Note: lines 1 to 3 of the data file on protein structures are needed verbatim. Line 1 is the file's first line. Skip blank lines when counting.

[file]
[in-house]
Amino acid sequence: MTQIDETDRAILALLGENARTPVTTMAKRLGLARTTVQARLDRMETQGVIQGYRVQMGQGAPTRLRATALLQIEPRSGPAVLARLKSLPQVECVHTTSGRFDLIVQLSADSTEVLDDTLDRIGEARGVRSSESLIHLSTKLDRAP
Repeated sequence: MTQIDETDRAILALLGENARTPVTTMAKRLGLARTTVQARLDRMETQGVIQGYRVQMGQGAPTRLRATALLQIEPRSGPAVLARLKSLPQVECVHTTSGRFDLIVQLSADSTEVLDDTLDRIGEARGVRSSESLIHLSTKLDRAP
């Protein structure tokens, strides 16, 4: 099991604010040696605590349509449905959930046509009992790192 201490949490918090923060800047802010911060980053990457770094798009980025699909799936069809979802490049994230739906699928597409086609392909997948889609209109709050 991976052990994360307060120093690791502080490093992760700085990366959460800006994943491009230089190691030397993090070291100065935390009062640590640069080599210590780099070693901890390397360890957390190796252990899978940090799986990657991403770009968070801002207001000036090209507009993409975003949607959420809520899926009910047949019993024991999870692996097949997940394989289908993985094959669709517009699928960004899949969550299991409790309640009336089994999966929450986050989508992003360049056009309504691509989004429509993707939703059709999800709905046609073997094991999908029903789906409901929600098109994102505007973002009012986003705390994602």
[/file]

[in-house]
Amino acid sequence: MTQIDETDRAILALLGENARTPVTTMAKRLGLARTTVQARLDRMETQGVIQGYRVQMGQGAPTRLRATALLQIEPRSGPAVLARLKSLPQVECVHTTSGRFDLIVQLSADSTEVLDDTLDRIGEARGVRSSESLIHLSTKLDRAP
Repeated sequence: MTQIDETDRAILALLGENARTPVTTMAKRLGLARTTVQARLDRMETQGVIQGYRVQMGQGAPTRLRATALLQIEPRSGPAVLARLKSLPQVECVHTTSGRFDLIVQLSADSTEVLDDTLDRIGEARGVRSSESLIHLSTKLDRAP